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FOR THE EASTERN DISTRICT OF PENNSYLVANIA
DORMAN PRODUCTS, INC.,
DuBOIS, J. June 16, 2014
M E M O R A N D U M
This is a patent case in which plaintiff, Dorman Products, Inc. (“Dorman”), alleges that
defendant’s patent — U.S. Patent No. 426,905 (“the ‘905 Patent”) — is invalid, and seeks a
declaratory judgment to that effect. Defendant, PACCAR, Inc. (“PACCAR”), alleges in its
counterclaim that Dorman is infringing the ‘905 Patent and two other patents — U.S. Patent No.
D525,731 (“the ‘731 Patent”) and U.S. Patent No. D526,429 (“the ‘429 Patent’). Before the
Court are two motions: Dorman’s Motion to Stay pending Inter Partes Review, and PACCAR’s
Motion for Leave to File a Motion for Summary J udgment. The Court addresses each in turn.
A. Motion to Stay Pending Inter Partes Review
Dorman has filed a Motion to Stay this case pending Inter Partes Review (“IPR”) of the
‘731 and ‘429 patents by the Patent Trial and Appeal Board (“PTAB”) of the United States
Patent and Trademark Office (“PTO”).
“The power to stay proceedings is incidental to the power inherent in every court to
control the disposition of the causes on its docket with the economy of time and effort for itself,
for counsel, and for litigants.” Landis v. N. Am. Co., 299 U.S. 248, 254–55 (1936).
In determining whether to stay an action pending IPR, “courts consider the following
factors: (1) whether a stay would unduly prejudice or present a clear tactical disadvantage to the
non-moving party; (2) whether a stay will simplify the issues in question and trial of the case;
and (3) whether discovery is complete and whether a trial date has been set.” Destination
Maternity Corp. v. Target Corp., No. 12-cv-5680, 2014 WL 1202941, at *2 (E.D. Pa. Mar. 24,
2014) (internal quotation marks omitted). In this case, the Court concludes that all three factors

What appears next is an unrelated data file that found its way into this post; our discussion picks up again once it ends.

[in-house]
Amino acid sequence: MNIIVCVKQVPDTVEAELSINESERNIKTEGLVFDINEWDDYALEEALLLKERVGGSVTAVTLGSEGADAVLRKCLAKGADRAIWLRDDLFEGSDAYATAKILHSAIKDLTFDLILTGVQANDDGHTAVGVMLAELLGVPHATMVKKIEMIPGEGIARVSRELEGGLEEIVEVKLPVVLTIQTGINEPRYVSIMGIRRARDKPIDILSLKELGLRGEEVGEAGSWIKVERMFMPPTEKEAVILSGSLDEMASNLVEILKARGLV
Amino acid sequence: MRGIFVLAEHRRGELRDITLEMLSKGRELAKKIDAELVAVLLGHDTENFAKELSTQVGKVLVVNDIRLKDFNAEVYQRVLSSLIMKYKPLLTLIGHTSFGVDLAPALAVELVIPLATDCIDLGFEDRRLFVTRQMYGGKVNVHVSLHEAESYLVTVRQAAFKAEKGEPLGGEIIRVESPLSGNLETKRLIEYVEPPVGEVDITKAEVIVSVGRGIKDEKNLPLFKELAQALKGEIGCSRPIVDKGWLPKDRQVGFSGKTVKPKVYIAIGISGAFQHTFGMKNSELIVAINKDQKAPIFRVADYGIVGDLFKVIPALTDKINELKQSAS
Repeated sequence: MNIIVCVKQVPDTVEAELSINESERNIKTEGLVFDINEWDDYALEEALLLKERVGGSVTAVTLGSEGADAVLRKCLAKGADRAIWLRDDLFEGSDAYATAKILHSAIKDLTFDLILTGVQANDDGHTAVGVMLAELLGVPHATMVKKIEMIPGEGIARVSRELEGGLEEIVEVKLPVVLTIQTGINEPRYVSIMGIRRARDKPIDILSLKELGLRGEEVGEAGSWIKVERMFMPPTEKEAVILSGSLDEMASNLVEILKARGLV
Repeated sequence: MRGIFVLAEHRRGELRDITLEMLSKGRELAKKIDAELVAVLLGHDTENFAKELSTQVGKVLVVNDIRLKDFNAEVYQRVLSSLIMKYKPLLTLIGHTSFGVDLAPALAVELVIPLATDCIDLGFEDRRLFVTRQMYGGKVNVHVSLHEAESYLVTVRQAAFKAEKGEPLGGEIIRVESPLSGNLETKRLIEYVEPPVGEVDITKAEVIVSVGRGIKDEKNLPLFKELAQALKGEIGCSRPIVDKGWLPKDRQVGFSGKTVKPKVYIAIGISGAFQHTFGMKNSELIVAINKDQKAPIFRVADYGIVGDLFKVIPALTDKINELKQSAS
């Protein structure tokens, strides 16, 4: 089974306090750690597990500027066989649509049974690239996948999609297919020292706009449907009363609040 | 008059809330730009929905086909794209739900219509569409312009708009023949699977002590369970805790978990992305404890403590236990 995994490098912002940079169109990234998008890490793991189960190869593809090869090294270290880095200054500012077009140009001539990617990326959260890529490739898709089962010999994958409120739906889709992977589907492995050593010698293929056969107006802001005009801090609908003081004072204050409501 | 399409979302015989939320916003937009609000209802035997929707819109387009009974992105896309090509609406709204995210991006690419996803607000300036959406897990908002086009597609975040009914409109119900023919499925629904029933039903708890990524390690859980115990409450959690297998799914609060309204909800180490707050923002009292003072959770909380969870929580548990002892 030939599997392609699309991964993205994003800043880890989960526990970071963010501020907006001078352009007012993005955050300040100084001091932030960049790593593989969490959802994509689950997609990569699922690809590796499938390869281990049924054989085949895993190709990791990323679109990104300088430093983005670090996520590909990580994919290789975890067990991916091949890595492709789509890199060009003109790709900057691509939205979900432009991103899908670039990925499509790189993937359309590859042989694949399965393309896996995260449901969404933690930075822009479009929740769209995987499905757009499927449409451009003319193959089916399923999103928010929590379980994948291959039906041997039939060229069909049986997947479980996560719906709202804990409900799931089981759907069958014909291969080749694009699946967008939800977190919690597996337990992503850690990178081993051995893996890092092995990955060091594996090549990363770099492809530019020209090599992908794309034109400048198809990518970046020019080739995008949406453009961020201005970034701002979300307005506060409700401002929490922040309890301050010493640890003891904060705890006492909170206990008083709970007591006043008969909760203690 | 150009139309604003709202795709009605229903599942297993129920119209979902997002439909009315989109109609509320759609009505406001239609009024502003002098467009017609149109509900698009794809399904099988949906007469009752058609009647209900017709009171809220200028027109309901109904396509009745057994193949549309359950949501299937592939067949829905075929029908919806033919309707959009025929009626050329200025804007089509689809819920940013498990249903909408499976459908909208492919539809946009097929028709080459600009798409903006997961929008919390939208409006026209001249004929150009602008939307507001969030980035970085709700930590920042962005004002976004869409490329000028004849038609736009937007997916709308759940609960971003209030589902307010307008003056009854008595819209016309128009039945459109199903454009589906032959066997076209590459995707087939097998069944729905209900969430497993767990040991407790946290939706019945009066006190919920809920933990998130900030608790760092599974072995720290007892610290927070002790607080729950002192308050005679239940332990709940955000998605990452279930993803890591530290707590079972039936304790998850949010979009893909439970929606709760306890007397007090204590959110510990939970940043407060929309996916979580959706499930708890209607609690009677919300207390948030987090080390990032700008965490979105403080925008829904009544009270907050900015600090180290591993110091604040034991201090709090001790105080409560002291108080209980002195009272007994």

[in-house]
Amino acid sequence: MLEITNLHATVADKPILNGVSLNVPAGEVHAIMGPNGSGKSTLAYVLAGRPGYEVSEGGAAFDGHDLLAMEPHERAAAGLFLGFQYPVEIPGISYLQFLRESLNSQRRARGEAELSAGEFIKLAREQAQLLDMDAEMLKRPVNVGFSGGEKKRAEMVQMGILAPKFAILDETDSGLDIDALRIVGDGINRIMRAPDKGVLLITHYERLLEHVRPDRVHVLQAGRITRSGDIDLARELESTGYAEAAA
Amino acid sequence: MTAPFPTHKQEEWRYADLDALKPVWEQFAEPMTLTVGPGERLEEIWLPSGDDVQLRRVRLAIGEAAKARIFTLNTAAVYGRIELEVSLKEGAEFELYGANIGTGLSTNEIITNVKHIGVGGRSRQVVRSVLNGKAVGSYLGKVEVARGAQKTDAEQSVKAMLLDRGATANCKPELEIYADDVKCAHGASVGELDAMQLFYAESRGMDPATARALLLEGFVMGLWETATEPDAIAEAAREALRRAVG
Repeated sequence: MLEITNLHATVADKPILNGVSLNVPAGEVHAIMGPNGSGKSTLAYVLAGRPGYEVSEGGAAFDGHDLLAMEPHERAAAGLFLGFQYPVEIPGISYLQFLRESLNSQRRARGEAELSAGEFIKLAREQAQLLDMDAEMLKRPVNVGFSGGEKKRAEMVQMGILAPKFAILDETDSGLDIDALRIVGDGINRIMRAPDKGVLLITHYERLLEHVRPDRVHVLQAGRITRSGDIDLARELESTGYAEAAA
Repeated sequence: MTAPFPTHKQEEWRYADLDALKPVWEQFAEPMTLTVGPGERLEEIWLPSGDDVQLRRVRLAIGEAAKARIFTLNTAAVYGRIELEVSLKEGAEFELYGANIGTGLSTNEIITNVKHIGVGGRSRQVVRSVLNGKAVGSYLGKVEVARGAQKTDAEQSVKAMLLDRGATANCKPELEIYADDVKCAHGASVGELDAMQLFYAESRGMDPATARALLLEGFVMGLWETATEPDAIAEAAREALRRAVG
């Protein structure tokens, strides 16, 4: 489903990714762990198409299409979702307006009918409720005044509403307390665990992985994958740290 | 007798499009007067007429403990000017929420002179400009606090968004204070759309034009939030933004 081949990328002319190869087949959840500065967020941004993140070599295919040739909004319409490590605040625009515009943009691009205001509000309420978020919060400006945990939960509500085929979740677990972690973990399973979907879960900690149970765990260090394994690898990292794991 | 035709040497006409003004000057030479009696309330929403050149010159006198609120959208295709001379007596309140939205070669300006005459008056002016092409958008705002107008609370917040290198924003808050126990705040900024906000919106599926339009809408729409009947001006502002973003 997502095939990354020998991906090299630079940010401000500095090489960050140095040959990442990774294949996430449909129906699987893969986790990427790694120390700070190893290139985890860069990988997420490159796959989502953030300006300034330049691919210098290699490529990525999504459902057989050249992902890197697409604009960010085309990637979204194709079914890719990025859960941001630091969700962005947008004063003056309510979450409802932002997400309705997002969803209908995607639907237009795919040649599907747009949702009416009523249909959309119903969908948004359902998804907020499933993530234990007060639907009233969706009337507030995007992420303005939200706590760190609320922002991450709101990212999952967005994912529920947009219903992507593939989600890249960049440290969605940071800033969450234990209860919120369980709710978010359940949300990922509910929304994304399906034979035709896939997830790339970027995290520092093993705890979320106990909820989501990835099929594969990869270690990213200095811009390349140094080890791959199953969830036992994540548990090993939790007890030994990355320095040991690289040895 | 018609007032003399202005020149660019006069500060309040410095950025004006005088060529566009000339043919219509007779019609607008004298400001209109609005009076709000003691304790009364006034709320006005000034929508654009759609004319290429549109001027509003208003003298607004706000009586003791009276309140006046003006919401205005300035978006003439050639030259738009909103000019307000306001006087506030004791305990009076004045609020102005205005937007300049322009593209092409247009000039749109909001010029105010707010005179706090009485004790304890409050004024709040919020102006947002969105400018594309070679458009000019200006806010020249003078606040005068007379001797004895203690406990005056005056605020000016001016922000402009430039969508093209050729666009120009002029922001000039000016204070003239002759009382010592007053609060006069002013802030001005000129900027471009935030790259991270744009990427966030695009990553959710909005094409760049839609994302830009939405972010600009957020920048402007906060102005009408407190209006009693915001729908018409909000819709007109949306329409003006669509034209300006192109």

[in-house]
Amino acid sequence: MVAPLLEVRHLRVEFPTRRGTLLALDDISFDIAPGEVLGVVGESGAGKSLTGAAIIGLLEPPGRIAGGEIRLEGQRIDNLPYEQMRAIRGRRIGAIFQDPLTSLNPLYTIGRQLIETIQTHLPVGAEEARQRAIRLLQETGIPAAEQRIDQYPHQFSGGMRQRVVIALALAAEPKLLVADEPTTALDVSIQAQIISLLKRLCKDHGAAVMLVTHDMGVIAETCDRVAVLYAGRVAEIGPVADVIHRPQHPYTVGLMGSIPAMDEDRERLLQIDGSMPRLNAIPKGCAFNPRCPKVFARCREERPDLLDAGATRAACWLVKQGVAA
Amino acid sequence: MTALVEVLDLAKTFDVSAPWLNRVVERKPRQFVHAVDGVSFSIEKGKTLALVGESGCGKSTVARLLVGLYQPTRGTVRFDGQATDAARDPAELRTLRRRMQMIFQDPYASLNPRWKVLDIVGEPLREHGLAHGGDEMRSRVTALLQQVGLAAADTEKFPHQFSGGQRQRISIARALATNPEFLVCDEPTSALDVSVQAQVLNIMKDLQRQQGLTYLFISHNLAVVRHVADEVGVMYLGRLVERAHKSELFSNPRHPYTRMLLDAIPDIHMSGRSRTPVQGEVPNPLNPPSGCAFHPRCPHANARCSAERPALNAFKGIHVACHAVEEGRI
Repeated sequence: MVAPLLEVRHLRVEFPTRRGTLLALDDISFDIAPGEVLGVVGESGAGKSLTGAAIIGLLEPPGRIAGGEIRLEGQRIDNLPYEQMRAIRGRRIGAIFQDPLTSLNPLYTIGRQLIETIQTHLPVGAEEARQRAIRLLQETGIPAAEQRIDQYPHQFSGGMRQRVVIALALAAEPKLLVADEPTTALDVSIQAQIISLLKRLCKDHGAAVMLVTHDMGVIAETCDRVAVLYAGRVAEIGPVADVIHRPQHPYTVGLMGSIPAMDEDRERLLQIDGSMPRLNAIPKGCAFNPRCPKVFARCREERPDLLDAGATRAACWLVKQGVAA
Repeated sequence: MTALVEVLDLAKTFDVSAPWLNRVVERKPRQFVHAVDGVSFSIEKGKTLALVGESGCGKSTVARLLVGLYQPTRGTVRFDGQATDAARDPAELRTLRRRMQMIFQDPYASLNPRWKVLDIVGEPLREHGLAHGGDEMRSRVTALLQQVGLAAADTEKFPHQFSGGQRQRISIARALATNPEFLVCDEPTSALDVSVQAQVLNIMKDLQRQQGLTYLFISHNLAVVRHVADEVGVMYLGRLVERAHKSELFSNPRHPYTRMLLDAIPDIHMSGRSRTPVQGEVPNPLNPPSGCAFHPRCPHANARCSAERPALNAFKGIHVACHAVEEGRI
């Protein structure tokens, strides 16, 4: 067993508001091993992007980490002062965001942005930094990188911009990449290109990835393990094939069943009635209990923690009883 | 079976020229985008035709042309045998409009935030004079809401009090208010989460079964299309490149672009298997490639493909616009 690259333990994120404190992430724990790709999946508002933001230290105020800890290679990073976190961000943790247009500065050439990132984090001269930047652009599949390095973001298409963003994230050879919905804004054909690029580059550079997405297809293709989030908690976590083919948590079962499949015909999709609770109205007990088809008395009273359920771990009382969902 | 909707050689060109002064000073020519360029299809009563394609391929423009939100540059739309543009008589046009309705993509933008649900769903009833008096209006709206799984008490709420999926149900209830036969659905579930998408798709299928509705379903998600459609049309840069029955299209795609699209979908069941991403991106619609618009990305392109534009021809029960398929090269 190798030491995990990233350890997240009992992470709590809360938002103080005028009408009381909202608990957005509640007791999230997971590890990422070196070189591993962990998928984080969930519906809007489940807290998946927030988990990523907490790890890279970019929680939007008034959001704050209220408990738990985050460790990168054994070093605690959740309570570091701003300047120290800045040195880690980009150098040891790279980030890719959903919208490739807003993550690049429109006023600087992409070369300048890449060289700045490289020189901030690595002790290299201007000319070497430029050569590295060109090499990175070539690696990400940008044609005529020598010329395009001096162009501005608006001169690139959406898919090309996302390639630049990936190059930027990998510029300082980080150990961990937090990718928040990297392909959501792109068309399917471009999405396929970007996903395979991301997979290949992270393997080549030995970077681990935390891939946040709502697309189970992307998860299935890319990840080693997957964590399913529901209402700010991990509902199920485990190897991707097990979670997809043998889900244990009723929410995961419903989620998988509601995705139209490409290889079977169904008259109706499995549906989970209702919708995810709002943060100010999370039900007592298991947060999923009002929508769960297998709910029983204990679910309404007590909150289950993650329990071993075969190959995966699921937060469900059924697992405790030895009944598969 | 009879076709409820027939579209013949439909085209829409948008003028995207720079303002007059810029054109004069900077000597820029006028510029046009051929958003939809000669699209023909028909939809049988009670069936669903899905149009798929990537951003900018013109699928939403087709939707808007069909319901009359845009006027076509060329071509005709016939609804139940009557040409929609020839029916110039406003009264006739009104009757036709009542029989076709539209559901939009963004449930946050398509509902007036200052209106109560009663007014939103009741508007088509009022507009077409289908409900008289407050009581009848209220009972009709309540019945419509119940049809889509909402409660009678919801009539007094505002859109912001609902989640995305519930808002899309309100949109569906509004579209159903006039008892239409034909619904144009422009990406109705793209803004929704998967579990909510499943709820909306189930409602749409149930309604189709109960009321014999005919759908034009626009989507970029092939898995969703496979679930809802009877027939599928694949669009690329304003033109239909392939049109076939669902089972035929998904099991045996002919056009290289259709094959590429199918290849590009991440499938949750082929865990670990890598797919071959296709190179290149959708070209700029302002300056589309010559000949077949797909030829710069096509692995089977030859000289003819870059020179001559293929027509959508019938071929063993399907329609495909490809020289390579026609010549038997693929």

weigh in favor of staying the litigation.
i. Whether a Stay Would Unduly Prejudice or Present a Clear Tactical Disadvantage to
the Non-moving Party
In examining whether a party will suffer undue prejudice or a clear tactical disadvantage,
courts look to four sub-factors: (1) the timing of the request for IPR; (2) the timing of the request
for stay; (3) the status of the IPR proceedings; and (4) the relationship of the parties. SenoRx,
Inc. v. Hologic, Inc., No. 12-cv-173, 2013 WL 144255, at *6 (D. Del. J an. 11, 2013). The Court
addresses each sub-factor in turn.
a. The Timing of the Request for IPR
The first sub-factor is the timing of the request for IPR. While a request for IPR “made
well after the onset of litigation . . . may lead to an inference that the moving party is seeking an
inappropriate tactical advantage,” Belden Techs. Inc. v. Superior Essex Commc’ns LP, No. 08-
cv-63, 2010 WL 3522327, at *2 (D. Del. Sept. 2, 2010), that is not the case here. In this case, the
request for IPR was made in March 2014, approximately six months after PACCAR sent
Dorman a cease-and-desist letter claiming infringement of the ‘731 Patent and four months after
PACCAR filed its counterclaim alleging infringement of the ‘429 Patent. The Court concludes
that such a timeframe was not unreasonable and does not lead to an inference that Dorman is
seeking an inappropriate tactical advantage. Thus, this sub-factor therefore weighs in favor of a
stay. See, e.g., Destination Maternity Corp., 2014 WL 1202941, at *3 (delay of just under four
months not unreasonable); Software Rights Archive, LLC v. Facebook, Inc., No. 12-3970, 2013
WL 5225522, at *6 (N.D. Cal. Sept. 17, 2013) (delay of four months not unreasonable).
b. The Timing of the Request for Stay
The second sub-factor is the timing of the request for a stay. Dorman filed the instant
Motion to Stay approximately two weeks after its request for IPR. The Court concludes that
such a delay was not unreasonable and does not lead to an inference that Dorman is seeking an
inappropriate tactical advantage. Accordingly, this sub-factor weighs in favor of a stay.
c. The Status of the IPR Proceedings
The third sub-factor is the status of the IPR proceedings. The IPR proceedings were
recently filed, in March 2014, and may extend into late 2015, thus militating against a stay. See
25 U.S.C. §§ 314(a), 316(a)(11) (requiring initiation of IPR within six months of filing and a
decision within twelve months thereafter).
d. The Relationship of the Parties
The final factor in determining whether a party will suffer undue prejudice or a clear
tactical disadvantage is the relationship of the parties. PACCAR argues that the relationship of
the parties militates against a stay because “Dorman’s products compete directly with